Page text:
Hospice patients are often concerned about the future wellness of their pets as they near the end of life, and some providers are working with organizations that help address those needs as an ancillary service.
Case in point, Oregon-based Hospice of Redmond in August began working with the organization Pet Peace of Mind to find safe homes for patients’ pets. Worries about their pets can contribute to great stress and anxiety for dying patients, impacting quality of life, according to Tania Crawford, volunteer coordinator at Hospice of Redmond.
The organization also deploys volunteers to help families care for animals in the home.
“In our quest to provide the absolute highest level of patient care, we saw the need to fully incorporate pets into our care model,” Crawford said in a blog post. “Our volunteers can help with a pet’s daily needs – things like walking, feeding, and cleaning litter boxes. We can get pets to grooming and veterinary appointments. We can ensure everything the pet needs, including food, litter, and medication, is on hand and organized.”
Programs that go beyond the traditional realm of hospice care can help providers distinguish themselves in the marketplace. Examples include pet programs, services tailored to veterans and complementary care like massage or aroma and music therapy.
Hospice of Redmond is not alone in its efforts to help patients with their pets. Earlier this month, Cornerstone Hospice, an affiliate of Chapters Health System, received the Ingrid Thronquist Award from Pet Peace of Mind, naming the hospice provider the organization’s partner of the year for 2023.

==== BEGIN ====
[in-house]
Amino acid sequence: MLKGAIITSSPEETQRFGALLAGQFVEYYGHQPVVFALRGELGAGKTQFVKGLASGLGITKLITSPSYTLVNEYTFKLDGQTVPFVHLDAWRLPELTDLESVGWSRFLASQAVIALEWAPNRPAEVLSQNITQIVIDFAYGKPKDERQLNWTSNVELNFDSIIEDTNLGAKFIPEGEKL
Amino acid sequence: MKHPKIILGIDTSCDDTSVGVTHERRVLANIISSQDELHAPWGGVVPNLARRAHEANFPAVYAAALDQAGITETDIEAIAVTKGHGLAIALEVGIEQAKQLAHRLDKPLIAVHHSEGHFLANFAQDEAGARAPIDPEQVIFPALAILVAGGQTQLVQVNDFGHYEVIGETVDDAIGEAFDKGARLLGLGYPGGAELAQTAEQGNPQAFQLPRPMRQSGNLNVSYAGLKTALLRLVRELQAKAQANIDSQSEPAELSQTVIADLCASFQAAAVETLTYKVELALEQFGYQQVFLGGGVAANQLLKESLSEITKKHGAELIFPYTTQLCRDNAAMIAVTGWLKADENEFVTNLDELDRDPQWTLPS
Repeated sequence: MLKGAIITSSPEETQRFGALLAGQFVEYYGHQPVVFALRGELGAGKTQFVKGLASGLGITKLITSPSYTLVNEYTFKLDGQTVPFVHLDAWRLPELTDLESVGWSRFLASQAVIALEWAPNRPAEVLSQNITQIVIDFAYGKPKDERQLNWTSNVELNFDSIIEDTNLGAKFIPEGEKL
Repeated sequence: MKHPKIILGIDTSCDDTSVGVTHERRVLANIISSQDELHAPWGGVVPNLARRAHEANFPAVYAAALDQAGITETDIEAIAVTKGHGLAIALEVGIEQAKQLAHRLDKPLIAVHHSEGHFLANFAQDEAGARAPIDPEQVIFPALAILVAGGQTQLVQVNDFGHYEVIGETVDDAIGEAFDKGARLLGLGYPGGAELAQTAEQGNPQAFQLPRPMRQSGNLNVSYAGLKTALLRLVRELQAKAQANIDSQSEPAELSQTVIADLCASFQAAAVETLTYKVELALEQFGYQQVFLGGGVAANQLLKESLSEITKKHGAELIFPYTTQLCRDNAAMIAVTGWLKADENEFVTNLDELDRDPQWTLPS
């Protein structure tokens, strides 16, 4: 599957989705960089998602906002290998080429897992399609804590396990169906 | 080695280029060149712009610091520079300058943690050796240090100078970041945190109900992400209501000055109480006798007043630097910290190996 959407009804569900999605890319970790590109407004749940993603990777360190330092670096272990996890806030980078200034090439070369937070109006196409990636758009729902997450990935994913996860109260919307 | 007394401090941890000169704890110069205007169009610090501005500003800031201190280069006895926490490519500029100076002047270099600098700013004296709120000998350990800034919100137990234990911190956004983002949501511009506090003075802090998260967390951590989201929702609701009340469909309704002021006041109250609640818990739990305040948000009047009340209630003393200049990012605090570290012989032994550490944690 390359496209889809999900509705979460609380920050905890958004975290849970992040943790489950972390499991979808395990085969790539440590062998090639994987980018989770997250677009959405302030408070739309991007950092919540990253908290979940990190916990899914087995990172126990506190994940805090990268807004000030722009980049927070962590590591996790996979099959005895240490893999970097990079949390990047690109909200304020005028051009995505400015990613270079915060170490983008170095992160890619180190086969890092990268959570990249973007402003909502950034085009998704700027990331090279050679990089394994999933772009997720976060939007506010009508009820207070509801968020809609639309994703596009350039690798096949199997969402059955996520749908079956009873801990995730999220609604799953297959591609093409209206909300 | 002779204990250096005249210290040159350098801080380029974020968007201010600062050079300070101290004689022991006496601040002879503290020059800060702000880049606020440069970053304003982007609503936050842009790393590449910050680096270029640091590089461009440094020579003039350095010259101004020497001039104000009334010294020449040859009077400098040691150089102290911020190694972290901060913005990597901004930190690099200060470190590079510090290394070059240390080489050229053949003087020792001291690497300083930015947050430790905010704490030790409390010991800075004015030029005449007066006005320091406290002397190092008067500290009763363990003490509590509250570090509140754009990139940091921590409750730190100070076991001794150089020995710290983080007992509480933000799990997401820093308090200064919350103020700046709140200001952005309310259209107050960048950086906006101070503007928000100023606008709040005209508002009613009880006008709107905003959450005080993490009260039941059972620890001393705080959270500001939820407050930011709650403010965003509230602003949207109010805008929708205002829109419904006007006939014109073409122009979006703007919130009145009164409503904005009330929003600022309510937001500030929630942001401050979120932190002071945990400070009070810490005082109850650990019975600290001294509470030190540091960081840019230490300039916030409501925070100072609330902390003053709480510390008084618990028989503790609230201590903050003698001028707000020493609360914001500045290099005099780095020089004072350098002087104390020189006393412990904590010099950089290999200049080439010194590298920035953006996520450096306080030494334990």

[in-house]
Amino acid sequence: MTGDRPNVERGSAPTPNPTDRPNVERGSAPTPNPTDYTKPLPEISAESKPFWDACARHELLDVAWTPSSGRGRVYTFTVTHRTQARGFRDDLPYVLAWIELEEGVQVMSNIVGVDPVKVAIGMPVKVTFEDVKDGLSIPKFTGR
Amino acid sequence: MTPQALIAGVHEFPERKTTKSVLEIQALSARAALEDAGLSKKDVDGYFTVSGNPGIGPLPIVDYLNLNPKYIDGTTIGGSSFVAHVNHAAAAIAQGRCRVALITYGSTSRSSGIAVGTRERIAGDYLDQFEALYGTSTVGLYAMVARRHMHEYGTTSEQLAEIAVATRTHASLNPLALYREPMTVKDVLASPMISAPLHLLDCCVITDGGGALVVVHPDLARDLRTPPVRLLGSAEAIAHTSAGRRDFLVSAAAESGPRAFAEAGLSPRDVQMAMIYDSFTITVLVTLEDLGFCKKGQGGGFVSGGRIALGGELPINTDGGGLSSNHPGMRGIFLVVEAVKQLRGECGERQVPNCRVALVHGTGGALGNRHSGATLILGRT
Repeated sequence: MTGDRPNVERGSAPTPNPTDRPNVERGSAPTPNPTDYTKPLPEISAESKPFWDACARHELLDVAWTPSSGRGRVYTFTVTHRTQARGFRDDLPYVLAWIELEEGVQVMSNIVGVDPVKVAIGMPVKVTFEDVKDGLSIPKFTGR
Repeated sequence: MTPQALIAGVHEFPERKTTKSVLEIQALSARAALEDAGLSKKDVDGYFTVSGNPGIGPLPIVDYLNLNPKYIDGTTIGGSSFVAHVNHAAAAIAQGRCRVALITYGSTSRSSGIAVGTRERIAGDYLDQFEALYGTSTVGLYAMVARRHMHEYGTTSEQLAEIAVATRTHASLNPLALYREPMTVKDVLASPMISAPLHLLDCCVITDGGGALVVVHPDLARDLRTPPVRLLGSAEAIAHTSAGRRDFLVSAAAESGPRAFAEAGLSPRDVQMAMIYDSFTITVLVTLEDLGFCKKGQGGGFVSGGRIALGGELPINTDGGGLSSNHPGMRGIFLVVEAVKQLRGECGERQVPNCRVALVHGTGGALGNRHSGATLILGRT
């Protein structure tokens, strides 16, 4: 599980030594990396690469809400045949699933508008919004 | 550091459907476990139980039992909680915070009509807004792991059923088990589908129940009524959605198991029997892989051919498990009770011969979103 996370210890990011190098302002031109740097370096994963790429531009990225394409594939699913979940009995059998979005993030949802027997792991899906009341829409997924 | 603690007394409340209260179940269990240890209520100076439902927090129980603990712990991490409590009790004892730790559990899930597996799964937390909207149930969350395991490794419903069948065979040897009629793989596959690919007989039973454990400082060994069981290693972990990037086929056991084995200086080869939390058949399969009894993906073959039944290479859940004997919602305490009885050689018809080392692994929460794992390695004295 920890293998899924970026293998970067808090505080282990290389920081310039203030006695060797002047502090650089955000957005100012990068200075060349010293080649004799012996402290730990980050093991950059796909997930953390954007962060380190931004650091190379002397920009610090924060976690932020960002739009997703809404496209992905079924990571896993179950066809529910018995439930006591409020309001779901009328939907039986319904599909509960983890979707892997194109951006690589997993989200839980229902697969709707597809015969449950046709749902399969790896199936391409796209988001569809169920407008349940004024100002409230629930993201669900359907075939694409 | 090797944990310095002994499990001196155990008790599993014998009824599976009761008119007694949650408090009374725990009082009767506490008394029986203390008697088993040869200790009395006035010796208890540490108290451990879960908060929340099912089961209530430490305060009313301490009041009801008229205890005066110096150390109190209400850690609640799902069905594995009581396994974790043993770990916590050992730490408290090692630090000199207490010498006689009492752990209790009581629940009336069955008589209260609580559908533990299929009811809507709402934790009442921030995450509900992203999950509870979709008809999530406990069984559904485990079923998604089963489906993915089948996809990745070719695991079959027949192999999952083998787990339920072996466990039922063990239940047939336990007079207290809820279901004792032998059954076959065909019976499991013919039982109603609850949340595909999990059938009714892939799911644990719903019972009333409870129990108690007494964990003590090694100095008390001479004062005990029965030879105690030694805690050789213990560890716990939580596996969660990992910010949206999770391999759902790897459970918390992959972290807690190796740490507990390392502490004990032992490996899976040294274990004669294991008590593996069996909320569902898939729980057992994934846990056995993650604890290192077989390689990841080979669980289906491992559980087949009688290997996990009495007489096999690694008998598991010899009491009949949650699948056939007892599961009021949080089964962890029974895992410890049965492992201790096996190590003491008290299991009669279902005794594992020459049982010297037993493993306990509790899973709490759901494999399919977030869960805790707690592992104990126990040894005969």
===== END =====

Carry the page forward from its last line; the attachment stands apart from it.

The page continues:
“Pets relieve so much of the stress and anxiety that comes from dealing with a chronic illness,” Diane Anderson, manager of volunteer services, Cornerstone Hospice said in a statement. “That makes this program essential and we’re excited for the impact it can have on more patients as it becomes fully integrated throughout the Chapters Health System of affiliates.”
A new initiative from Pet Peace of Mind allows families to create a type of legally binding “advance care plan” for their pets, designating who will care for them after a patients’ death. The program is also available to patients who are unable to continue caring for their pets due to serious or terminal illness.
The program includes guidance on how to coordinate with banks to establish ongoing financial support for the pet as they enter their new homes, including periodic monetary disbursements.
The documents associated with the pet placement plans are notarized, according to Diane McGill, founder and president of Pet Peace of Mind.
“Anyone that is in a position where they’re wondering about what’s going to happen to their pet if they get too sick to care for the pet, or what will happen to the pet when they pass, their caregiver can download the document from our site and go through it with the patient,” McGill told Hospice News. “A caregiver can certainly complete the form, but when you get to the notarized page, the patient will have to sign it and be present upon the notarization.”